A question of great interest to us is: "How did the pollsters do?" Let's take a look. The map on the left is our final prediction on Election Day. The map on the right is the current state of play. All the states have the final result except Georgia, which is shown as a tie here.
Can you spot the differences? We got Nevada wrong. A late InsiderAdvantage poll had Adam Laxalt (R) up by 6 points, but in the end he lost. In a couple of states the margin was slightly different from what we predicted, but no other states were called wrong. On the whole, the polls were pretty good. One of the differences we had with other aggregators is that we were not fooled but the large number of Republican consultants shoveling out fake polls at the last minute. We didn't use any of them.
Let's look at some of the details now. Our methodology is to examine all polls that had at least one day of polling on or after Oct. 1. Any poll that finished field research before Oct. 1 is considered too far from the election and not examined in this analysis. The polls were not weighted. For each of the 28 states that were polled in Oct./Nov. we took the most recent poll, irrespective of which pollster conducted the poll. This is an attempt to evaluate the polling industry as a whole rather than rate individual pollsters. We didn't include Alaska because its top-four system doesn't fit our model. So, we were down to 27. Here they are:
Columns 2-4 show the most recent poll in the state. Column 4 shows the predicted Democratic result. So -29% for Arkansas was a prediction of a Democratic loss by 29 points. Then come three columns giving the election result, where we have scored Georgia as a tie. "Margin" is the Democrat's actual margin. The final column is the predicted margin minus the actual margin. A positive score means the Republican did better than predicted, which could indicate that some Republican voters didn't want to talk to the pollsters. A negative score indicates that the Democrat outperformed the polls.
To take an example, the most recent poll in Arizona had Sen. Mark Kelly (D-AZ) ahead by 4 points. He actually won by 6 points, so the error is -2. A negative scores like that suggests there were no "shy Republicans" (or, at very least, that the pollsters managed to compensate for them). The average of all 27 rows was +1.04%, suggesting that if there were Republican refuseniks, the effect was only 1 point. Of the 27 states, 13 were negative, 13 were positive, and 1 was spot on. This suggests there wasn't a lot of bias because the errors are symmetric.
Then we tried that again, only using all 171 polls from Oct. 1 onward. In this condition, we often had many polls per state. The mean bias was +1.00, almost the same as before. There were 73 polls that were negative (Democrat outperformed the poll), 70 that were positive (Republican outperformed the poll), and 19 polls where the poll hit the nail on the head. Again, if there were shy Republicans, the effect was at most 1 point, and maybe there weren't very many at all and this is just statistical noise.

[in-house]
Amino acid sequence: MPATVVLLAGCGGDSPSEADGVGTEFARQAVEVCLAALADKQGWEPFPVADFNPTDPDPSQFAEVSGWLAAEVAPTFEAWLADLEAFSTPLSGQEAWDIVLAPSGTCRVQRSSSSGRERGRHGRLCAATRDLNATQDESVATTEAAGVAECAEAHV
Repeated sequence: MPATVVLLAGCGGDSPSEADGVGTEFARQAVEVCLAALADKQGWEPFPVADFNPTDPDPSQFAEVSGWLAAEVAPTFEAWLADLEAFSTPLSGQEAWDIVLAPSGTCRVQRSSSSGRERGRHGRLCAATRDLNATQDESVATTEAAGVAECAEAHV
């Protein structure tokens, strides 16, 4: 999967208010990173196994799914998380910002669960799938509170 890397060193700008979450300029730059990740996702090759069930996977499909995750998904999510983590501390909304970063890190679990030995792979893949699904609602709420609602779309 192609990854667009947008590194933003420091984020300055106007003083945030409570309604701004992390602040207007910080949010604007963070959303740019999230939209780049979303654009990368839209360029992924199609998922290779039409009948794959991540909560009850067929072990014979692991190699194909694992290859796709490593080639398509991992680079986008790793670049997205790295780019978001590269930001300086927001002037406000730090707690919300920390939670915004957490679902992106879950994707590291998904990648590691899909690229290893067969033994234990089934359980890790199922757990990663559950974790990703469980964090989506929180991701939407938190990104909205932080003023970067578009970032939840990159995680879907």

Maybe some pollsters were good and others were bad and they sort of canceled out, though? So we then looked at the top 10 pollsters by volume and examined their Oct. and Nov. polls. Here are the results.
|Pollster||Mean bias||Dem bias||No bias||GOP bias|
A number of pollsters exhibited a small to moderate positive bias, which could be due to Republicans refusing to take part in polls. On the other hand, InsiderAdvantage had a very large bias the other way, possibly due to fudging the numbers to make people think Republicans were running away with it, which they weren't. These two effects may have canceled out to some extent. However, only 21 of the 319 polls in our database are from InsiderAdvantage, so this can't be the whole story. We had our doubts about Emerson College for a while, but in the end, Emerson did quite well. They have an A- from FiveThirtyEight. That seems about right.
So our final take is that there might have been some Republicans who refused to talk to the pollsters, possibly in the range of 1-2%, but it will take more research to try to figure this out. On the other hand, our averaging method nailed 48 states so far in terms of who won, so polling is not completely dead. And we said Georgia would be a tie and it kind of is, so we really hit on 49 states, and just missed on one (Nevada) due to a last-minute poll from InsiderAdvantage that had Laxalt way ahead.
Watch out for articles like this one in The Hill. It is entitled "Did the polls get it wrong again?" The answer is: "Yes, if you include all the junk polls many Republican consultants where shoveling out in the final week, but no, if you just include reputable pollsters." Celinda Lake, a Democratic pollster, is quoted in the article saying something really, really stupid. She said: "We never anticipated a deliberate flooding of the zone with polls that would show you [Republicans] in the lead. They're going to have to balance aggregation with okay we're going to use this many Republican-leaning polls and this many Democratic-leaning polls or something."
NO! NO! NO! Averaging including equal numbers of honest, but Democratic-leaning polls from the small colleges, Mason-Dixon, SurveyUSA, etc. and garbage polls made up by Republican consultants who want to make people think their candidates are ahead is not a good idea, Celinda. It is an unbelievably dumb, horrible, godawful stupid idea. A much better idea is just to ignore all the garbage polls.
Again, we'll have a couple more items on this general theme later this week. Lord knows how we'll find time and space for everything we've got planned. (V)